Bluebells in bloom at Speke Hall

Bluebells carpet the woodland to the West of the house at Speke Hall, Merseyside

Every spring, thousands of beautiful bluebells transform Speke Hall's ancient woodland into a blue paradise and it's always a must-see sight. It's one of the best places in Liverpool and the North West to see bluebells.

When do the bluebells appear?

At springtime, we often get asked, "Are the bluebells at Speke Hall out yet?" They usually appear from late March to late April. If you're planning your visit especially to see them, the best thing to do is to check our social media or give us a call if you're not sure.

Plan your spring visit

Speke Hall's gardens and grounds are currently open between Wednesday-Sunday, 10.30am-5pm, for an idyllic stroll through this sea of blue. Things are a little different this year as we're limiting the numbers of visitors on-site to keep everyone safe and you will need to pre-book your visit. Go to our homepage for information on how to book.

Please book ahead before visiting Speke Hall Check availability and book now

Share the magic

Caught a good snap of Speke's bluebells? Don't forget to share it on social media and tag us using @NTSpekeHall. This magical once-a-year display is always an Instagram favourite.

Thank you

Every visit to Speke Hall supports the work we do to care for this special place. So whether you're a National Trust member, just visiting for the day or simply purchasing a cup of tea in the restaurant, your helping our bluebells to grow again next year.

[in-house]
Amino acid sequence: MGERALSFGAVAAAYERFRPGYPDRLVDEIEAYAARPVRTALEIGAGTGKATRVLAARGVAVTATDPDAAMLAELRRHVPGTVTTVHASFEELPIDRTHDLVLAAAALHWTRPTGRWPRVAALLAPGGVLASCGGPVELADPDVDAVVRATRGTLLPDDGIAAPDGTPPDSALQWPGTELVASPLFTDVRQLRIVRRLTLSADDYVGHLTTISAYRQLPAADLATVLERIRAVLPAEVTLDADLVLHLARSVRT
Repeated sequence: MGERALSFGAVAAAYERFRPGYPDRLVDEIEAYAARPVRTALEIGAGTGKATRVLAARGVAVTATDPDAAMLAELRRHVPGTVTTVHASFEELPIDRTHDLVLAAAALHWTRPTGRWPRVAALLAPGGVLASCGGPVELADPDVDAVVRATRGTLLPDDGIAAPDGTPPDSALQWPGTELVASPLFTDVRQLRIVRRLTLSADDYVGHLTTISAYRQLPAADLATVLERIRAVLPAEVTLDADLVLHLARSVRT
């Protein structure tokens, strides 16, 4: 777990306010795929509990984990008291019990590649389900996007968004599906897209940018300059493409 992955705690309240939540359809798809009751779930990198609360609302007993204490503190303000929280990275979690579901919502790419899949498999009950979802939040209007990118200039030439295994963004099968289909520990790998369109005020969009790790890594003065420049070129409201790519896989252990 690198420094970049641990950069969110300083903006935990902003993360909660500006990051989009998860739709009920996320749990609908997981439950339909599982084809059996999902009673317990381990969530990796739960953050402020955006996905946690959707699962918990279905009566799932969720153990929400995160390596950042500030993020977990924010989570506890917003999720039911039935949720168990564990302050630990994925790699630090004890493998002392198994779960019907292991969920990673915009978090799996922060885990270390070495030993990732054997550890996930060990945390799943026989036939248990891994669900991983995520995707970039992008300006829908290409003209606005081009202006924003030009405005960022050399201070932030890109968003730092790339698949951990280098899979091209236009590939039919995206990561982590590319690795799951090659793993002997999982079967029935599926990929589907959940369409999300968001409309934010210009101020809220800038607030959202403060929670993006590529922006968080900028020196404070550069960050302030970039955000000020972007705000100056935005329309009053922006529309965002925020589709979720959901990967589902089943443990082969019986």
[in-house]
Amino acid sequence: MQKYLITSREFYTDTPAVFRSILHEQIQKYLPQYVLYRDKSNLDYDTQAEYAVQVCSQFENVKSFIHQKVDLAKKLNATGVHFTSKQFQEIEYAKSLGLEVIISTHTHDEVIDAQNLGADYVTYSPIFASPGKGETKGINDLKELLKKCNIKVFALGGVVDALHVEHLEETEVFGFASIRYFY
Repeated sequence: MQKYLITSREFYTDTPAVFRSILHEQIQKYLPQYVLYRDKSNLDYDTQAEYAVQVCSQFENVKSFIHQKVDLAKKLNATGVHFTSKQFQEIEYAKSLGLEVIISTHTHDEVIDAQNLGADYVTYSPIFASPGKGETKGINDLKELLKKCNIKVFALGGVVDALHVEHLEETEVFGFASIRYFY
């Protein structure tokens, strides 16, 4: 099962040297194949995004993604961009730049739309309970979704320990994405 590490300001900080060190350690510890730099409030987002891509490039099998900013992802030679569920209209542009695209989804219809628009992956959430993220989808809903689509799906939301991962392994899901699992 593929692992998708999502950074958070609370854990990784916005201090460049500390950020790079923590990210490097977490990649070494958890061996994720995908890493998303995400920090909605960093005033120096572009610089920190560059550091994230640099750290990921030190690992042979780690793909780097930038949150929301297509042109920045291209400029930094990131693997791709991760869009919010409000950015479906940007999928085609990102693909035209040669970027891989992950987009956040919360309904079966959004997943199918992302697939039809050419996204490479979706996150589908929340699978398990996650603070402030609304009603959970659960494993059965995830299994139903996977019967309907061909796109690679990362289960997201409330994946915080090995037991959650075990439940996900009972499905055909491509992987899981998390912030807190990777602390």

See bluebells in the garden at Speke Hall
Visitors in the garden at Speke Hall
See bluebells in the garden at Speke Hall
Five fascinating facts about bluebells


1. The bluebell has many names: English bluebell, wild hyacinth, wood bell, bell bottle, Cuckoo’s Boots, Wood Hyacinth, Lady’s Nightcap and Witches’ Thimbles, Hyacinthoides non-scripta.

2. It is against the law to intentionally pick, uproot or destroy bluebells

3. Almost half the world's bluebells are found in the UK. They’re relatively rare in the rest of the world.

4. Bluebell colonies take a long time to establish - around 5-7 years from seed to flower.

5. Bluebells can take years to recover after footfall damage. If a bluebell’s leaves are crushed, they die back from lack of food as the leaves cannot photosynthesise. 

Explore the woodland paths through the bluebells
A path through the bluebell woods at Speke Hall
Explore the woodland paths through the bluebells